The Department of Justice said Friday that it is weighing its options after a federal court refused to pause an order requiring the Biden administration to reinstate an immigration policy that forces asylum seekers arriving at the nation’s southern border to await approval in Mexico.
Earlier this year, President Joe Biden ended the so-called Remain in Mexico policy. First implemented by former President Donald Trump, the policy required migrants seeking asylum in the U.S. to remain in Mexico until their court dates. U.S. District Judge Matthew Kacsmaryk, a Trump appointee, ordered last week that the Biden administration reinstate the policy by Friday, a ruling the Department of Justice appealed.
That appeal was rejected unanimously on Thursday by a three-judge panel from the 5th Circuit Court of Appeals, a move that could force the Biden administration to seek relief from the Supreme Court. In a statement, the Department of Justice said that it “is reviewing the ruling and considering potential next steps.”
This controversy over Remain in Mexico comes as a record number of migrants, including many unaccompanied children, are crossing the U.S.-Mexico border to seek asylum.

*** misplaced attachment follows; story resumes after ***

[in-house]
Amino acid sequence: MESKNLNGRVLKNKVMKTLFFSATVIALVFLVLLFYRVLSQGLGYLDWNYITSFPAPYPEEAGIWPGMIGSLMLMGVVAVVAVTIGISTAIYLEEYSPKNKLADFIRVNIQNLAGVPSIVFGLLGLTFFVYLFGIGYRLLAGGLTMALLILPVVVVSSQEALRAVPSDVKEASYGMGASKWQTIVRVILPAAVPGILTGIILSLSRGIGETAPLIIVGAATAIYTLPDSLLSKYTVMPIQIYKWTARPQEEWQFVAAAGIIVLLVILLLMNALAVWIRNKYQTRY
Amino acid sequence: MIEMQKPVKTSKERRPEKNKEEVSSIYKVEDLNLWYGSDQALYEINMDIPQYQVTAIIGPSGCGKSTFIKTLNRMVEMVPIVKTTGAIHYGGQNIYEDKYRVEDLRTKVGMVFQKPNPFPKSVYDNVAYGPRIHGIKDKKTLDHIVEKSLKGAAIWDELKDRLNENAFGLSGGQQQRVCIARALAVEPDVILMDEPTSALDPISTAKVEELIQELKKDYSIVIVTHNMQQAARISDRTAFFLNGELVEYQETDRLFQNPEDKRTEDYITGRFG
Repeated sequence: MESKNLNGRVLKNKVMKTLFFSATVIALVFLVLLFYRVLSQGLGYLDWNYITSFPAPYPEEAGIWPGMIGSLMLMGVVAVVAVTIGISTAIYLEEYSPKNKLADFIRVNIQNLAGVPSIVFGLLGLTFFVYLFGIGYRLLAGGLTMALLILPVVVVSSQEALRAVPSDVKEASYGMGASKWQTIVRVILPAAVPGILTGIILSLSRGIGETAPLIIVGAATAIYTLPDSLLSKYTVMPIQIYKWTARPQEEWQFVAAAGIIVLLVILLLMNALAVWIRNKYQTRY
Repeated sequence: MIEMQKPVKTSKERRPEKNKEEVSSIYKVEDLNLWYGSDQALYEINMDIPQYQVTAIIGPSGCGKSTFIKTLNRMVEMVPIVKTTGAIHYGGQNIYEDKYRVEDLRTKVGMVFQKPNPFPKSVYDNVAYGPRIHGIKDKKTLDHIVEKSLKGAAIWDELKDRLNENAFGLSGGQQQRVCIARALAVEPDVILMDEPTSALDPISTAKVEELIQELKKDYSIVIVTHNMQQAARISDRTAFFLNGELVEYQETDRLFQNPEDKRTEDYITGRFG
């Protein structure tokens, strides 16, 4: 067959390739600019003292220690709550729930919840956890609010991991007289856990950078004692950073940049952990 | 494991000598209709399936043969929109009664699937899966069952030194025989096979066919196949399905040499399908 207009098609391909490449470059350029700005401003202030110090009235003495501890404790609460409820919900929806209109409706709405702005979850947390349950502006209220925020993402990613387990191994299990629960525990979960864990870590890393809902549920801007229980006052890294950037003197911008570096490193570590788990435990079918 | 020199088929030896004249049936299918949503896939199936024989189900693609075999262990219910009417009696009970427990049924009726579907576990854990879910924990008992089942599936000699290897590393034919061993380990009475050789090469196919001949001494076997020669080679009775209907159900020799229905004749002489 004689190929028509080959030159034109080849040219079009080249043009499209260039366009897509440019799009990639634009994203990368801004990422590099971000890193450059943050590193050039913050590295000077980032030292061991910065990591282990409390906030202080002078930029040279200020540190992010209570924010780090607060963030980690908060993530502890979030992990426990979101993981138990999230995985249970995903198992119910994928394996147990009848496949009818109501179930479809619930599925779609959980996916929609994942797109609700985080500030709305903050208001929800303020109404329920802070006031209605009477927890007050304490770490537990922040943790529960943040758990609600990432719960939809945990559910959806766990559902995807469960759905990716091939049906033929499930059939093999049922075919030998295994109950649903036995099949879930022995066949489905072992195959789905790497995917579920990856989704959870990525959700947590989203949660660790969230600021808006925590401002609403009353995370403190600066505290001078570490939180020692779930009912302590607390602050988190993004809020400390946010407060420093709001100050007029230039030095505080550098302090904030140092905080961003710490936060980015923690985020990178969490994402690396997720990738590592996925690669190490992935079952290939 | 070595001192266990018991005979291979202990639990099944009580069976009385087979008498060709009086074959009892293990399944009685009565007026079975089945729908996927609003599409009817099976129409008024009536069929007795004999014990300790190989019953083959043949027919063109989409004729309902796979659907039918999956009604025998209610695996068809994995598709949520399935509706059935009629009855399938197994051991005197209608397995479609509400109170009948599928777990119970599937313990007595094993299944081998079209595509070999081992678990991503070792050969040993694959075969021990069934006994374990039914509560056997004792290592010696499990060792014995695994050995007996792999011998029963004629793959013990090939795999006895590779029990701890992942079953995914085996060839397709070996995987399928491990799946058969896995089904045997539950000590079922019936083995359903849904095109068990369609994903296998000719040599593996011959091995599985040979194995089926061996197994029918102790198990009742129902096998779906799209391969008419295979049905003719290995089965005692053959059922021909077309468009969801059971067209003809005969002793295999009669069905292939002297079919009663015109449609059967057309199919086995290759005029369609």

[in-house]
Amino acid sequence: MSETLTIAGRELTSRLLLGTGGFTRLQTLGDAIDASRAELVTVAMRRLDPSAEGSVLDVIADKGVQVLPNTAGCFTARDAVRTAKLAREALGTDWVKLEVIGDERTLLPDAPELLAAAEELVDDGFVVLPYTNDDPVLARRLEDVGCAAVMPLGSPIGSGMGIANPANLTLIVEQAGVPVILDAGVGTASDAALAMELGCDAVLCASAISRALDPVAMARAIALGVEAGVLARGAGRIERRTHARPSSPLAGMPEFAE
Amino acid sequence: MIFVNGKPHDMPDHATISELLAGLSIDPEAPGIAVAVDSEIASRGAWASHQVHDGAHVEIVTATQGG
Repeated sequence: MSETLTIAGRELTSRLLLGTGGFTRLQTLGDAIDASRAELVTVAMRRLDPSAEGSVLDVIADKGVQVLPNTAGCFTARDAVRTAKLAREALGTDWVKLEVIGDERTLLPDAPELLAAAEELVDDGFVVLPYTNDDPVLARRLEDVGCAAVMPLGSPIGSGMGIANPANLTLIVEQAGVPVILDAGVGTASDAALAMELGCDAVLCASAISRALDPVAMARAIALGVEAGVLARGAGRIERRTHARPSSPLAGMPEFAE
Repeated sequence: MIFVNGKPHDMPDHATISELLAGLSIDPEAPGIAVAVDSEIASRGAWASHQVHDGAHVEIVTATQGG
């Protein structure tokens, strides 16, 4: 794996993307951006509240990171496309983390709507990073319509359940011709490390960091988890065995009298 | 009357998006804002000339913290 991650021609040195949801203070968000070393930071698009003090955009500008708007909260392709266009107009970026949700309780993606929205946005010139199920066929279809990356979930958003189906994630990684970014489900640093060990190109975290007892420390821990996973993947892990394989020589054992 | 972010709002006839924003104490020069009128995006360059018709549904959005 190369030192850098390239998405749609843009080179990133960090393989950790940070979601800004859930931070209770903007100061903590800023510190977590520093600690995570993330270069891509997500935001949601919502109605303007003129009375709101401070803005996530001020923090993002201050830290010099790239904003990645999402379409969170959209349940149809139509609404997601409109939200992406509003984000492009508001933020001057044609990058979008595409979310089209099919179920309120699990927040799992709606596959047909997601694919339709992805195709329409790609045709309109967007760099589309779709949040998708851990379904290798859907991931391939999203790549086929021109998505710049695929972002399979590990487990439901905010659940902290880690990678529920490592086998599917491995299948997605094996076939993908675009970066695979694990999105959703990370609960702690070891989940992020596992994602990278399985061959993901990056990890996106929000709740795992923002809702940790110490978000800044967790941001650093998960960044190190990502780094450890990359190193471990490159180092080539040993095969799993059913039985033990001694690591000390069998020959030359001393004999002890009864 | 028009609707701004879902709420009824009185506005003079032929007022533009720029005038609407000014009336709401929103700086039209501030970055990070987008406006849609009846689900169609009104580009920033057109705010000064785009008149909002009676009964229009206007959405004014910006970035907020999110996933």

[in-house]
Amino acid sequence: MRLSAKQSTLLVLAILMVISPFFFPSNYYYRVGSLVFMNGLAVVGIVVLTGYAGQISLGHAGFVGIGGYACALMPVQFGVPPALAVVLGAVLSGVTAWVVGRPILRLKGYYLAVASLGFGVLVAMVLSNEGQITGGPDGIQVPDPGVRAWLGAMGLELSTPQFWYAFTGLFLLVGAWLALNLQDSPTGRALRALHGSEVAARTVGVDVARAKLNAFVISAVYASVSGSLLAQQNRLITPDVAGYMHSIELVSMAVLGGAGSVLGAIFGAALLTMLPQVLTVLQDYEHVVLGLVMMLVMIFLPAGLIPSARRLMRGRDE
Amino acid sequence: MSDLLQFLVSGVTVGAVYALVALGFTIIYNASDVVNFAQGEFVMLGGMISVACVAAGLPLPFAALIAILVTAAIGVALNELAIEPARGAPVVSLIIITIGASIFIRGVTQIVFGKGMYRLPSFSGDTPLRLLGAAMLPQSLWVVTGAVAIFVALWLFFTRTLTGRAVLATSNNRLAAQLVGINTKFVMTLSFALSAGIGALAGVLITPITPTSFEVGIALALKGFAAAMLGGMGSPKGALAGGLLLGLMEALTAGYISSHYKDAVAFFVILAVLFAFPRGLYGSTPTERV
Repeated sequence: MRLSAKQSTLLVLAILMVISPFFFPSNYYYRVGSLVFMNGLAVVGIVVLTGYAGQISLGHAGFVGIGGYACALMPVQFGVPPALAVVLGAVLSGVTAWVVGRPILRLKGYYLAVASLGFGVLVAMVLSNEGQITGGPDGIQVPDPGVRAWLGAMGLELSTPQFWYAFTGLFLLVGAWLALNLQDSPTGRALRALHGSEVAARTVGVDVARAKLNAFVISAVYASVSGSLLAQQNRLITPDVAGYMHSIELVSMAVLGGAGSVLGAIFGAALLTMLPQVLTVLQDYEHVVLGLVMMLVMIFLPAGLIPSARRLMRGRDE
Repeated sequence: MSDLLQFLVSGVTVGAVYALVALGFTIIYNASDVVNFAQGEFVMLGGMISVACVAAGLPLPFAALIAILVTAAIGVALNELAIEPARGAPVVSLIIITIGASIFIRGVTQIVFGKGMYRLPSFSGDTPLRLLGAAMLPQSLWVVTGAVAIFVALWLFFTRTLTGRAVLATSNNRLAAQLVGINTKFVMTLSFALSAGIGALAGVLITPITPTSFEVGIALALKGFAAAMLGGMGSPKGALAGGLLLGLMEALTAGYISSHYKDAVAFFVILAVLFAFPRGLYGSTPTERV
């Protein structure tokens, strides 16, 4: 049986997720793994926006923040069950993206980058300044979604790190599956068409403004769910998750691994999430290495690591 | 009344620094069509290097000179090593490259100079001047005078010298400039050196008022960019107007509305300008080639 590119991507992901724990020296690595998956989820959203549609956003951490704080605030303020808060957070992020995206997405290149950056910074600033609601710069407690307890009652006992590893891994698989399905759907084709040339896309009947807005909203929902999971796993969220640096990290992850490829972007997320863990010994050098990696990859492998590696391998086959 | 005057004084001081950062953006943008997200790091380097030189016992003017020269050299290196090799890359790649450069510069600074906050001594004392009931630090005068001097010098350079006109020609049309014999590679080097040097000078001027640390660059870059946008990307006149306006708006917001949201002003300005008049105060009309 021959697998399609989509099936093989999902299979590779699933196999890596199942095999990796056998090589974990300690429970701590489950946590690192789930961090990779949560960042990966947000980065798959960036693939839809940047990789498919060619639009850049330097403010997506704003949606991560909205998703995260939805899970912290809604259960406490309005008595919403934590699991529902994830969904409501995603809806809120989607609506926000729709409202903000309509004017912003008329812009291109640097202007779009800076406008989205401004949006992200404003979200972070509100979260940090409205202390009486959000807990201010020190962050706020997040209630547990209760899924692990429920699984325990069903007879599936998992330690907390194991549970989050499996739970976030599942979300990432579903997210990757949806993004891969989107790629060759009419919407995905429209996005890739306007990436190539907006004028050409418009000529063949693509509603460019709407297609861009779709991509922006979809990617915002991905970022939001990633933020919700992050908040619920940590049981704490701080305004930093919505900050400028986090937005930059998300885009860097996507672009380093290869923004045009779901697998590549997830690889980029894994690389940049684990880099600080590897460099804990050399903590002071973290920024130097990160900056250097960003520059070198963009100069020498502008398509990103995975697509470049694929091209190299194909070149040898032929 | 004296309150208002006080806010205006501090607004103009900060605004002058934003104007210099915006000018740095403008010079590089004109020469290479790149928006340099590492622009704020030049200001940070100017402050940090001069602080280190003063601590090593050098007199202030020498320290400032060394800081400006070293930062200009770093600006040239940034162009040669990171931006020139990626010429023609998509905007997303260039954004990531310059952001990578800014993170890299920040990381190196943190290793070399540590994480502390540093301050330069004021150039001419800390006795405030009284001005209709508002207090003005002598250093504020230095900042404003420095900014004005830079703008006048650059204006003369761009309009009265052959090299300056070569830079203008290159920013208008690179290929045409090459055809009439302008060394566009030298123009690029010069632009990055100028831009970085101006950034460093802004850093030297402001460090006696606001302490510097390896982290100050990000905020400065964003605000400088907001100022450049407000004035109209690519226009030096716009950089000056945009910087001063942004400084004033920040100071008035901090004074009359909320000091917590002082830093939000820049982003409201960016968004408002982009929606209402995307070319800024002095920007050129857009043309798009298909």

The Biden administration has worked to implement what it has characterized as a more humane policy for migrants arriving at the border, ending the Trump administration practice of separating families who cross the border together and working to reunite those who were separated while Trump was president. But Biden has faced criticism for his administration’s continued reliance on detention facilities for some migrants, including unaccompanied children, seeking asylum in the U.S.
Vice President Kamala Harris has spearheaded the Biden administration effort to combat the conditions in the Northern Triangle countries of Guatemala, Honduras and El Salvador that have prompted migrants to seek refuge in the U.S. But that push has made little clear headway and the White House has faced criticism as record numbers of migrants arrived at the border this summer, a season when high temperatures typically keep asylum seekers from approaching the border.
Josh Gerstein contributed to this report.